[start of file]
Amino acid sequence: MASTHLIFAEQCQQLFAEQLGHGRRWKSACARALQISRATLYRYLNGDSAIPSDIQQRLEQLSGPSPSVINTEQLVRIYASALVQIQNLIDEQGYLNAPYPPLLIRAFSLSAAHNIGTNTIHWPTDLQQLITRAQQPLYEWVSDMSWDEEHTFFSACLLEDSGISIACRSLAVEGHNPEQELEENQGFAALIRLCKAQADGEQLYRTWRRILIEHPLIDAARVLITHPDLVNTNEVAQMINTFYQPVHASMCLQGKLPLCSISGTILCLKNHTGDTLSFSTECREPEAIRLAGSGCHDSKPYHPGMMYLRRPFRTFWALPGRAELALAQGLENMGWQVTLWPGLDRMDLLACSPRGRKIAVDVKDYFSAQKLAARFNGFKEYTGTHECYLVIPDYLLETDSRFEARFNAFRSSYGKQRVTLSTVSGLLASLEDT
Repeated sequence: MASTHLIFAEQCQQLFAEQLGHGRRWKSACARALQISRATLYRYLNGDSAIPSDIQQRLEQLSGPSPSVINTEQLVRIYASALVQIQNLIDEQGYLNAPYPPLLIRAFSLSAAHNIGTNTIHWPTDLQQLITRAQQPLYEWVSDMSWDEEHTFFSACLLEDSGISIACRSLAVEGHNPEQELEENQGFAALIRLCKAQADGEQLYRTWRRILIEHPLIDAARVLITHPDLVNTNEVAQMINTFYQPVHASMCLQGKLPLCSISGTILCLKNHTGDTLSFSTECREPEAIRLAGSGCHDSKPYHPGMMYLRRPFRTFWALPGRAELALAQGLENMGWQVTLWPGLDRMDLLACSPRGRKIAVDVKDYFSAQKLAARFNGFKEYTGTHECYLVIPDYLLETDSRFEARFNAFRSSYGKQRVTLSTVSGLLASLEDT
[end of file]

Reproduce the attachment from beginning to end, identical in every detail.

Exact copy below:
Amino acid sequence: MASTHLIFAEQCQQLFAEQLGHGRRWKSACARALQISRATLYRYLNGDSAIPSDIQQRLEQLSGPSPSVINTEQLVRIYASALVQIQNLIDEQGYLNAPYPPLLIRAFSLSAAHNIGTNTIHWPTDLQQLITRAQQPLYEWVSDMSWDEEHTFFSACLLEDSGISIACRSLAVEGHNPEQELEENQGFAALIRLCKAQADGEQLYRTWRRILIEHPLIDAARVLITHPDLVNTNEVAQMINTFYQPVHASMCLQGKLPLCSISGTILCLKNHTGDTLSFSTECREPEAIRLAGSGCHDSKPYHPGMMYLRRPFRTFWALPGRAELALAQGLENMGWQVTLWPGLDRMDLLACSPRGRKIAVDVKDYFSAQKLAARFNGFKEYTGTHECYLVIPDYLLETDSRFEARFNAFRSSYGKQRVTLSTVSGLLASLEDT
Repeated sequence: MASTHLIFAEQCQQLFAEQLGHGRRWKSACARALQISRATLYRYLNGDSAIPSDIQQRLEQLSGPSPSVINTEQLVRIYASALVQIQNLIDEQGYLNAPYPPLLIRAFSLSAAHNIGTNTIHWPTDLQQLITRAQQPLYEWVSDMSWDEEHTFFSACLLEDSGISIACRSLAVEGHNPEQELEENQGFAALIRLCKAQADGEQLYRTWRRILIEHPLIDAARVLITHPDLVNTNEVAQMINTFYQPVHASMCLQGKLPLCSISGTILCLKNHTGDTLSFSTECREPEAIRLAGSGCHDSKPYHPGMMYLRRPFRTFWALPGRAELALAQGLENMGWQVTLWPGLDRMDLLACSPRGRKIAVDVKDYFSAQKLAARFNGFKEYTGTHECYLVIPDYLLETDSRFEARFNAFRSSYGKQRVTLSTVSGLLASLEDT